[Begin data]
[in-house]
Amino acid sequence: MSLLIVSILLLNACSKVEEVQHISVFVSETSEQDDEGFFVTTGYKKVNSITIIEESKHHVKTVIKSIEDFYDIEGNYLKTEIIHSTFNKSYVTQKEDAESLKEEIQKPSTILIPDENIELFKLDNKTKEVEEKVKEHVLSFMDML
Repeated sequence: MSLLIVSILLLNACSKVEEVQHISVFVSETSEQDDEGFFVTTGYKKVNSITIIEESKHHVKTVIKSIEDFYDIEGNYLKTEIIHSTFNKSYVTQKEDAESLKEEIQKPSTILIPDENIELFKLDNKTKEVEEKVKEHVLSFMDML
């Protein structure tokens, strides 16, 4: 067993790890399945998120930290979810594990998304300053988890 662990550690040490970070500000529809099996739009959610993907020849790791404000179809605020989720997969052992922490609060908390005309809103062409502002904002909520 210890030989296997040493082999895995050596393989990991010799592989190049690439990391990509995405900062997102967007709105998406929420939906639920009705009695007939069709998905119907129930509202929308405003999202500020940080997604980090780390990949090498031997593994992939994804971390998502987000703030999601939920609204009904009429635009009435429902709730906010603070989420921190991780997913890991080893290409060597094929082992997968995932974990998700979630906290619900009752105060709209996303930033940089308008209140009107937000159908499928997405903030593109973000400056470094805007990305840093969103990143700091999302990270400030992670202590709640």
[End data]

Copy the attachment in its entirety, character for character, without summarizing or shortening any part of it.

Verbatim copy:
[in-house]
Amino acid sequence: MSLLIVSILLLNACSKVEEVQHISVFVSETSEQDDEGFFVTTGYKKVNSITIIEESKHHVKTVIKSIEDFYDIEGNYLKTEIIHSTFNKSYVTQKEDAESLKEEIQKPSTILIPDENIELFKLDNKTKEVEEKVKEHVLSFMDML
Repeated sequence: MSLLIVSILLLNACSKVEEVQHISVFVSETSEQDDEGFFVTTGYKKVNSITIIEESKHHVKTVIKSIEDFYDIEGNYLKTEIIHSTFNKSYVTQKEDAESLKEEIQKPSTILIPDENIELFKLDNKTKEVEEKVKEHVLSFMDML
């Protein structure tokens, strides 16, 4: 067993790890399945998120930290979810594990998304300053988890 662990550690040490970070500000529809099996739009959610993907020849790791404000179809605020989720997969052992922490609060908390005309809103062409502002904002909520 210890030989296997040493082999895995050596393989990991010799592989190049690439990391990509995405900062997102967007709105998406929420939906639920009705009695007939069709998905119907129930509202929308405003999202500020940080997604980090780390990949090498031997593994992939994804971390998502987000703030999601939920609204009904009429635009009435429902709730906010603070989420921190991780997913890991080893290409060597094929082992997968995932974990998700979630906290619900009752105060709209996303930033940089308008209140009107937000159908499928997405903030593109973000400056470094805007990305840093969103990143700091999302990270400030992670202590709640």